Free Subscription

  • Access 15 free news articles each month

Professional

Try one month for $4
  • Unlimited access to news,insights and opinions
  • Quarterly and weekly magazines
  • Independent research reports and forecasts
  • Quarterly webinars with industry experts
  • Q&A with retail leaders
  • Career advice
  • 10% discount on events

Online turns profitable for Sasa as Covid weighs on physical stores

(Source: Bigstock.)

The impact of closed borders between Mainland China and the Hong Kong and Macau territories remains a major challenge for Hong Kong-based beauty retailer Sasa International. 

Despite closing unprofitable stores in Hong Kong tourist areas, pivoting towards serving the domestic market ahead of foreign visitors, and developing a profitable digital business, the company has reported a 24-per-cent decline in same-store sales during the first half-year. That resulted in a 25-per-cent lower loss quarter on quarter. Group sales totalled US$205 million, the majority of that in Hong Kong and Macau, while its loss reduced to $23.3 million. 

In a stock exchange filing, chairman and CEO Simon Kwok said the company weathered the “unprecedented impact” of the pandemic through stringent inventory and cost management, while strategically investing in its online and mainland businesses, both of which show “promising growth potential”. 

Sasa’s online business now accounts for 19.2 per cent of overall sales, and the mainland retail business 9 per cent. The company closed a net nine stores in the territories during the September half, leaving it with 91, or 15 fewer than at the same time a year ago. But on the mainland, the network grew from 48 to 69 during the year. 

Online sales soared 65.2 per cent year on year and on sales of $39.5 million recorded its first profit as a division, of $154,000. 

In Malaysia, its only remaining market outside Greater China, and which accounts for just 3.8 per cent of overall sales, turnover was down by 53.7 per cent to $7.7 million due to ongoing government-mandated store closures and social-distancing measures during the pandemic. Its store network was cropped by four to 73.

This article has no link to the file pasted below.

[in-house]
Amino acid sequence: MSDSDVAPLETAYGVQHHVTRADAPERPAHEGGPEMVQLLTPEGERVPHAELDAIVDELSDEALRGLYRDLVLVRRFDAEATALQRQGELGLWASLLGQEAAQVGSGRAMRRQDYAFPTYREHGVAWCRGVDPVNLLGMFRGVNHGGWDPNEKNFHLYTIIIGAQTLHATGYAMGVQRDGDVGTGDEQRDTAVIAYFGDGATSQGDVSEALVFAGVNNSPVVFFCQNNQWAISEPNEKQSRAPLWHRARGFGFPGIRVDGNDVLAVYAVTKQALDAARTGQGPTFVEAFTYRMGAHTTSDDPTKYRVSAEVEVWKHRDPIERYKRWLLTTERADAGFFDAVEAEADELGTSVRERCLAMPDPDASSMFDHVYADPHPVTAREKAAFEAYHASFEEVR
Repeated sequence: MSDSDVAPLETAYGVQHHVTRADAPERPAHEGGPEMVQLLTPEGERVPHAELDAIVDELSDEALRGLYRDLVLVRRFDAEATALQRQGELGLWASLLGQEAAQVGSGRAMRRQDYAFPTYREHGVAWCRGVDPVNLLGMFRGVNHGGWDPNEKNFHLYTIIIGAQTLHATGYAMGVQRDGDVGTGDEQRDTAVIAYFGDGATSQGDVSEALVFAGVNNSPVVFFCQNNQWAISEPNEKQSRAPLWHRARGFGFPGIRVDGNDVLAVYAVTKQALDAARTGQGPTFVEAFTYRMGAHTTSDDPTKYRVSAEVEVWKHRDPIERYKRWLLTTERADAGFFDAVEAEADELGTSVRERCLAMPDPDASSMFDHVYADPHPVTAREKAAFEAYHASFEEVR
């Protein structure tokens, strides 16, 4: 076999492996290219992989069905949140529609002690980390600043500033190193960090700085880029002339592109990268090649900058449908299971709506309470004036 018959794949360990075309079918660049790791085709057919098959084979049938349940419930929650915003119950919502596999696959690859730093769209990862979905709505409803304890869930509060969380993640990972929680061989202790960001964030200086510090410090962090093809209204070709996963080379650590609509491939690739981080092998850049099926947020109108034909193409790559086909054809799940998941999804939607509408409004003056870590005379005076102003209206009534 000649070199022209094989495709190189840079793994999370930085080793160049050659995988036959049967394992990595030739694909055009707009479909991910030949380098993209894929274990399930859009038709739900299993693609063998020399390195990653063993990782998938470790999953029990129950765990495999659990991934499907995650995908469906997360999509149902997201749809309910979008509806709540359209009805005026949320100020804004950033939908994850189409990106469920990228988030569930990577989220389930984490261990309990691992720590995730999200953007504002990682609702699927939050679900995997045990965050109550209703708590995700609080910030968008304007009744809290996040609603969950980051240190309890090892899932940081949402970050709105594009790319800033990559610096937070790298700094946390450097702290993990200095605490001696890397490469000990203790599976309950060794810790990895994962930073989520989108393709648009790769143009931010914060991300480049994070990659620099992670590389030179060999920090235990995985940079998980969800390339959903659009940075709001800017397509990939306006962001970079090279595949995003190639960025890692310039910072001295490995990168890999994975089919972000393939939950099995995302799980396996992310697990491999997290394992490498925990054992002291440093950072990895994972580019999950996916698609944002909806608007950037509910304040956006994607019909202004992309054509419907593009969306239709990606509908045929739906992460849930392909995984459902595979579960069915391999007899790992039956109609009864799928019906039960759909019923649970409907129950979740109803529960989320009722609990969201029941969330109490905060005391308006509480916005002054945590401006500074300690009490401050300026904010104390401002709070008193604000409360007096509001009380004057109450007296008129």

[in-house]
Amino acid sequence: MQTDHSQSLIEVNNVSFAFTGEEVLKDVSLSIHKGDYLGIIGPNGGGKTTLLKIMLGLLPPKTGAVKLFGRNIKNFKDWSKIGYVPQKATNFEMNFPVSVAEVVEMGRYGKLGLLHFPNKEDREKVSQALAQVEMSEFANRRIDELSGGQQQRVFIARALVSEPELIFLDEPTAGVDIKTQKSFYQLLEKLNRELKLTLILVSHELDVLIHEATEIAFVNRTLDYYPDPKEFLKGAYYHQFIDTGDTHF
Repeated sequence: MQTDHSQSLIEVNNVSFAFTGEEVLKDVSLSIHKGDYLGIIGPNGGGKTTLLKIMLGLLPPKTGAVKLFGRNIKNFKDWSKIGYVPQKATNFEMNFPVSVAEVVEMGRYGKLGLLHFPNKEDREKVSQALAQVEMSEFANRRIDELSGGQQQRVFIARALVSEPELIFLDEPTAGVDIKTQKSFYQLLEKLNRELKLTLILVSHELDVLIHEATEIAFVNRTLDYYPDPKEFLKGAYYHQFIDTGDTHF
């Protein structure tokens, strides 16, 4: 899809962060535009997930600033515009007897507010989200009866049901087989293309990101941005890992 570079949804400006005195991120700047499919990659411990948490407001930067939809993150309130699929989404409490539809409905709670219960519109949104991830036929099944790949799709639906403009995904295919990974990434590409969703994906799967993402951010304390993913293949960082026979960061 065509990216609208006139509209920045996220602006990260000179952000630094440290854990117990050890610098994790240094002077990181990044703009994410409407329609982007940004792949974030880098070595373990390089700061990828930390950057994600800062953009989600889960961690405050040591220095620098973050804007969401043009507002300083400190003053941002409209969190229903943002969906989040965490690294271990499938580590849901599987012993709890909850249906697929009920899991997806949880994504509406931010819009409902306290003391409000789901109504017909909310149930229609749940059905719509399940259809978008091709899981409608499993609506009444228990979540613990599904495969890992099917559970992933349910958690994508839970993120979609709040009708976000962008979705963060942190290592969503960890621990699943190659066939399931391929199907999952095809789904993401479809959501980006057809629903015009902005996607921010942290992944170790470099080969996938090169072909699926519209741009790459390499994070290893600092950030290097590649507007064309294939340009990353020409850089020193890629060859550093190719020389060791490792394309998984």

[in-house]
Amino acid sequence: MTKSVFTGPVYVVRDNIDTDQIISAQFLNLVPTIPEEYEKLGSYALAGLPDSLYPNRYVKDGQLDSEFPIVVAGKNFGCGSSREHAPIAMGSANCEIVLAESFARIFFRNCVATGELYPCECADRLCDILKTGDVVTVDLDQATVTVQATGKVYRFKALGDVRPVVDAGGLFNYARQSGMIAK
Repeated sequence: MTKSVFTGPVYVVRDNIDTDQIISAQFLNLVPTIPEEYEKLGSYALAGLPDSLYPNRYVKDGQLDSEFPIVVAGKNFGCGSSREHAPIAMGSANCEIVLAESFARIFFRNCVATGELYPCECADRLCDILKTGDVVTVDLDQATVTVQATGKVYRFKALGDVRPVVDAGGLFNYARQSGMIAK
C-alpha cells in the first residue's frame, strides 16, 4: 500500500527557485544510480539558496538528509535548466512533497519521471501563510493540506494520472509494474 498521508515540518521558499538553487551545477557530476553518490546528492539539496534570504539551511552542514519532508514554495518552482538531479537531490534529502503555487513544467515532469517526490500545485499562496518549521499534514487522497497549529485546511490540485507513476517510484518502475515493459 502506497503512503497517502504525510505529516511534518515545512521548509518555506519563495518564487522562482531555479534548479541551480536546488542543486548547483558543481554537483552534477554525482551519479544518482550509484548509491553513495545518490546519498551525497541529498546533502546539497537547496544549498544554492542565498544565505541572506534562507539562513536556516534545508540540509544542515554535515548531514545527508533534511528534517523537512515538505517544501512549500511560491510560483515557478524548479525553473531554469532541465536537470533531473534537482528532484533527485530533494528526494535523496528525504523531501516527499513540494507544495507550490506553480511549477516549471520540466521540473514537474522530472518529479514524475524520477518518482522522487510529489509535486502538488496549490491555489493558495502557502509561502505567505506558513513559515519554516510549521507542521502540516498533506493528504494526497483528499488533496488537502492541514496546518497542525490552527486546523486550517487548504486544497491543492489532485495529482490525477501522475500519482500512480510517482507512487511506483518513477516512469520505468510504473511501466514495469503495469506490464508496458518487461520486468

Looking ahead, Kwok said the company is committed to building on a “customer-centric” principle that has been the foundation of the company’s success. 

“Our physical stores will strengthen their function of providing customers with a richer in-store experience of our products and services, and in doing so, attract new customers, extend the staying time of customers in stores and increase the frequency of customer visits. Our online touchpoints will interact with customers and provide an around-the-clock shopping experience for consumers who have already shifted to online shopping, as well as serving as additional touchpoints for our existing physical store customers.”

He said the group is working to further integrate its online and offline operations to provide a “comprehensive seamless customer experience”.

“One of the advantages of the online business is that its fixed costs are relatively lower, and we can also save on the rental expenses (among our top three expenses) that brick-and-mortar retailers have to bear. The O2O business model enables the group to move towards a leaner cost structure and lower the breakeven point of its traditional retail business.”

Such focus will accelerate the group’s return to profitability, reinforcing its overall competitiveness and profitability long term, he said.

Sasa’s long-term target is for its businesses apart from its Hong Kong and Macau physical stores to account for more than 50 per cent of the group’s turnover.

You have 7 free articles.